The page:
• The Create Finance Team

Myth Myth 3: Parents need 'spare' cash if they want to help with a mortgage.

Updated: Apr 2, 2019

It's a common question our brokers here at Create get, how can parents help first-time buyers?

High house prices, tough affordability checks and the need to save a large deposit can make it hard for first-time buyers to get a mortgage and buy their first flat or house.

The good news is that there are a range of solutions available if you, as a parent, want to give your child a helping hand on to the property ladder.

Gifting or lending a deposit to your child

Some parents boost their child's deposit by offering them cash towards it. If you're thinking of doing this, there are a couple of things you'll need to be aware of first.

Firstly, your child's mortgage lender may require proof that the money came from you.

If you're gifting the cash, you can usually provide a letter confirming this and stating that it won't need to be paid back.

If you are lending them the money, you'll also need to confirm this as the lender will want to factor repayments in its affordability calculations.

You may also be required to sign a declaration that you have no legal interest in the property, and your child's conveyancer might request bank statements as proof of the cash gift or loan as part of their money laundering checks.

Create Finance will handle this aspect of a mortgage, and have documents you can use to make this ‘gift’ of a deposit official.

Mortgage options for parents who want to help first-time buyers

If you want to help your child buy a home but don't have enough savings to simply give or lend them the cash, there are several options you can consider.

Guarantor mortgages

With guarantor mortgages, the amount your child can borrow is based on your income and assets, as well as theirs.

You’d be guaranteeing to meet any repayments that your child failed to pay, which could be risky, especially if you still have a mortgage on your own home, so its well worth discussing this with a broker.

Joint mortgages

A joint mortgage considers both your and your child’s income, as well as any money outstanding on your own mortgage.

You'll usually both be named on the mortgage agreement and on the deeds, providing you with some power over any future transactions.

But you would also be liable for keeping up the mortgage repayments and, if you already own a property, you'll probably have to pay the second home stamp duty surcharge.

Joint borrower sole proprietor mortgages

With a joint borrower sole proprietor (JBSP) mortgage, much like a regular joint mortgage, the lender assesses both your and your child's financial circumstances when deciding whether and how much to lend.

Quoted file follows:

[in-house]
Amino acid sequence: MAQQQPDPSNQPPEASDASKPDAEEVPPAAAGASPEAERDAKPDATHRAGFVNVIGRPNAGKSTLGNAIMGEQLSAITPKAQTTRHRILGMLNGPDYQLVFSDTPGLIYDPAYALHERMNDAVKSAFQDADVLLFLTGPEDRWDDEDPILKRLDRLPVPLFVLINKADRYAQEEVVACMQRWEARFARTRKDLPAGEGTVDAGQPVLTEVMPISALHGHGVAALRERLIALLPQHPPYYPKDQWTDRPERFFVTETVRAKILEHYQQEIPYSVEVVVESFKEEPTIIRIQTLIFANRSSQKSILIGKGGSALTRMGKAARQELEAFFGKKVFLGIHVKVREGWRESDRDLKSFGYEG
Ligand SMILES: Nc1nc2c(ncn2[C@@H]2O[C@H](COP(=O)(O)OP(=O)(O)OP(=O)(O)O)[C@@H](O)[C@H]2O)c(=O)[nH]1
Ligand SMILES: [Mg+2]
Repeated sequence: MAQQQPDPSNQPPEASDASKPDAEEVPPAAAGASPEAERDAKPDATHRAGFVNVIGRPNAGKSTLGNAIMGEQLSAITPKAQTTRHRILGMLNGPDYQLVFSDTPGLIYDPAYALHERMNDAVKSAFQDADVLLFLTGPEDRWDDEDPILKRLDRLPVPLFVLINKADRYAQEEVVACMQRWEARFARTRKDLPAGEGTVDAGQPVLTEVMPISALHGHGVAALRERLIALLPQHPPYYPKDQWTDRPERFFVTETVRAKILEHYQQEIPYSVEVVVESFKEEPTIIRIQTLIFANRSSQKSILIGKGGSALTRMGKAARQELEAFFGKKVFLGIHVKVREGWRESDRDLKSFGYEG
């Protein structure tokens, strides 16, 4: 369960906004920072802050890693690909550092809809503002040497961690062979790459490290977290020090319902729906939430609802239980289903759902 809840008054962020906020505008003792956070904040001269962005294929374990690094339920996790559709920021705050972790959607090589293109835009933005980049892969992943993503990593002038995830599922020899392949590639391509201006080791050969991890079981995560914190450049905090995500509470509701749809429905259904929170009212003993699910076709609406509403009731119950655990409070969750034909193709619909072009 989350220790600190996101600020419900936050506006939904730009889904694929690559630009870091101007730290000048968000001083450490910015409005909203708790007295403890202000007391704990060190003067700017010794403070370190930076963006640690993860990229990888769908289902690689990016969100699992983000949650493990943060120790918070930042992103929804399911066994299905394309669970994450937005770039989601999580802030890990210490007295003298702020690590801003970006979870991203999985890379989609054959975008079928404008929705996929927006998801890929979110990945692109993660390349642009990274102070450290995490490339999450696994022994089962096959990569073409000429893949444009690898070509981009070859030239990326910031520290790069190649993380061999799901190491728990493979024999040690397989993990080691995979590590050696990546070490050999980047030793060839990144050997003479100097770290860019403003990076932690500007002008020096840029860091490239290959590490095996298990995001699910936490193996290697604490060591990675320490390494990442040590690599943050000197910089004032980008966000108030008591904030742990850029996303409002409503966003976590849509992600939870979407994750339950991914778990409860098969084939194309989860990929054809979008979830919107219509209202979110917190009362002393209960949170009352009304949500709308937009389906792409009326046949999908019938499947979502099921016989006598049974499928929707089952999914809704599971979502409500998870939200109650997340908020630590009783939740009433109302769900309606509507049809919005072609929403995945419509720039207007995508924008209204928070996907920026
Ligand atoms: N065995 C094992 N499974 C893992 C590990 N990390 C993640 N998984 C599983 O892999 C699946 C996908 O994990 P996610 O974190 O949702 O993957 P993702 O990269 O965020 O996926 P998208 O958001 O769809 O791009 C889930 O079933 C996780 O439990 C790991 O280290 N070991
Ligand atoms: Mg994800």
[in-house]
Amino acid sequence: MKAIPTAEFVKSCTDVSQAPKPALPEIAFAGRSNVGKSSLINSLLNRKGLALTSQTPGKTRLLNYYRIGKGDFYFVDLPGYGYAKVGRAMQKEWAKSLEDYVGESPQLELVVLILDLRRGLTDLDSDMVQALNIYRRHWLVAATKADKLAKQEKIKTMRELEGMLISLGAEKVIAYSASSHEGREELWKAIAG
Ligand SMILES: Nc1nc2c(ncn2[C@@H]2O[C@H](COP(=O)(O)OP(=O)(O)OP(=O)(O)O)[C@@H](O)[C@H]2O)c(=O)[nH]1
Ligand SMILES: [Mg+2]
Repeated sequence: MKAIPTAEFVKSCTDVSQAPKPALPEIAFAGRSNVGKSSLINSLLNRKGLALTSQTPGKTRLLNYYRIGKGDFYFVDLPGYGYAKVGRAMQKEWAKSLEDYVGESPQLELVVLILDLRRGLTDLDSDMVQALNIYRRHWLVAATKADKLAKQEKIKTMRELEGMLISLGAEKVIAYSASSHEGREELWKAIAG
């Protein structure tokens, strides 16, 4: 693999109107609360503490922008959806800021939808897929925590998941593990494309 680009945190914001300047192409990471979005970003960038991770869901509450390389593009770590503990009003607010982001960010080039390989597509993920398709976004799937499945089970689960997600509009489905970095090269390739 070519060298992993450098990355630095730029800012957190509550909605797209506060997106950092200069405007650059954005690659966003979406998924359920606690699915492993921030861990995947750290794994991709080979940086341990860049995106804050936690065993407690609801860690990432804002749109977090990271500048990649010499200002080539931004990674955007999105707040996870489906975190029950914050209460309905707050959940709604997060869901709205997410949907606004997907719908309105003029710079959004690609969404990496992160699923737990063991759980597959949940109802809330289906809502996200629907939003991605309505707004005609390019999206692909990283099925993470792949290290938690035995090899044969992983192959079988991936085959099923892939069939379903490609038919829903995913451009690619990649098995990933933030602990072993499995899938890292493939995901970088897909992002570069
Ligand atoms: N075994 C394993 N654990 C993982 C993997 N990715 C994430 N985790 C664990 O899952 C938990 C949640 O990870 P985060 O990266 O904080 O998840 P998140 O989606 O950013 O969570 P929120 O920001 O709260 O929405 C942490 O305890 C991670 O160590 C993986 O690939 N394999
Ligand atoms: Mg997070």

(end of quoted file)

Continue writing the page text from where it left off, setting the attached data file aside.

The key difference is that only your child is named on the property deeds, meaning they alone own the property.

Both you and your child are responsible for the mortgage repayments, though.

What are the benefits of a joint borrower sole proprietor mortgage?

Your child may be able to borrow a larger amount than if they were applying on their own. Unlike a guarantor mortgage, a JBSP mortgage won't require you to put up additional security, such as your home or savings, to guarantee the loan.

As you won't own any share of the property, you won't have to pay the second home stamp duty surcharge.

JBSP mortgage eligibility

If your child can show that their salary is likely to increase in the future (for example, pay rises written into their contract), a lender may be more likely to approve your application.

Lenders also take the age of the parent into account, considering how old you'll be by the end of the mortgage term, so a discussion with a broker around your plans pre and post retirement would be worthwhile.


If you have a mortgage on your own property, you could consider freeing up cash by remortgaging. This would involve arranging a new mortgage with your existing provider or transferring to another lender.

Your mortgage term could be increased to absorb the additional borrowing, your repayments could rise, or both.

A further advance from your existing lender is another form of loan you could get that would be secured on your home.

Before remortgaging it’s important to consider the impact that increased borrowing would have on your own standard of living and your retirement plans, speak to a broker for expert advice.

Inheritance tax implications

If you're going to give money to your child, you'll need to understand the taxation rules around gifting - as parents handing out large lump sums could face a hefty inheritance tax bill.

Create can refer you to experts in this area who can provide advice tailored to your needs.

Whatever you chose to do, or for more information, speak to a broker at Create Finance today.

Think carefully before securing other debts against your home. As a mortgage is secured against your home or property, it may be repossessed if you do not keep up with repayments on your mortgage.

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